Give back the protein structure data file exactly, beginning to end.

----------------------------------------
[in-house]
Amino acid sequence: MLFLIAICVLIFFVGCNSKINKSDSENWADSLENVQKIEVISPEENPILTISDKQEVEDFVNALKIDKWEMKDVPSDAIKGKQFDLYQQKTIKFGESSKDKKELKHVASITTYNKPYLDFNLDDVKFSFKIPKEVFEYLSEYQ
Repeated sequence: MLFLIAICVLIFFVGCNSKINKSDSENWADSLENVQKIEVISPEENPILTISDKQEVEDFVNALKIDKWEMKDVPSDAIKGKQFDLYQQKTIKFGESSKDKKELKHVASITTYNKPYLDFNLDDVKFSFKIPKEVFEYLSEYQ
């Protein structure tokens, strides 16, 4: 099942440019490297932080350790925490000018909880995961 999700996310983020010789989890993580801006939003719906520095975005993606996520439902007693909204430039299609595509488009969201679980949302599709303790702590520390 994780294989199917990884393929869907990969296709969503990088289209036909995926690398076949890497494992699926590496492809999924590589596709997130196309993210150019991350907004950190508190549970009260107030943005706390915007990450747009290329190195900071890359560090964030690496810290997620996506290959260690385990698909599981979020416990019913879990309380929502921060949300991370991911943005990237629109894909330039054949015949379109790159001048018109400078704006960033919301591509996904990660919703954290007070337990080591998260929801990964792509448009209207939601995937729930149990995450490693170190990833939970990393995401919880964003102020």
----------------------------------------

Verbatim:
[in-house]
Amino acid sequence: MLFLIAICVLIFFVGCNSKINKSDSENWADSLENVQKIEVISPEENPILTISDKQEVEDFVNALKIDKWEMKDVPSDAIKGKQFDLYQQKTIKFGESSKDKKELKHVASITTYNKPYLDFNLDDVKFSFKIPKEVFEYLSEYQ
Repeated sequence: MLFLIAICVLIFFVGCNSKINKSDSENWADSLENVQKIEVISPEENPILTISDKQEVEDFVNALKIDKWEMKDVPSDAIKGKQFDLYQQKTIKFGESSKDKKELKHVASITTYNKPYLDFNLDDVKFSFKIPKEVFEYLSEYQ
């Protein structure tokens, strides 16, 4: 099942440019490297932080350790925490000018909880995961 999700996310983020010789989890993580801006939003719906520095975005993606996520439902007693909204430039299609595509488009969201679980949302599709303790702590520390 994780294989199917990884393929869907990969296709969503990088289209036909995926690398076949890497494992699926590496492809999924590589596709997130196309993210150019991350907004950190508190549970009260107030943005706390915007990450747009290329190195900071890359560090964030690496810290997620996506290959260690385990698909599981979020416990019913879990309380929502921060949300991370991911943005990237629109894909330039054949015949379109790159001048018109400078704006960033919301591509996904990660919703954290007070337990080591998260929801990964792509448009209207939601995937729930149990995450490693170190990833939970990393995401919880964003102020």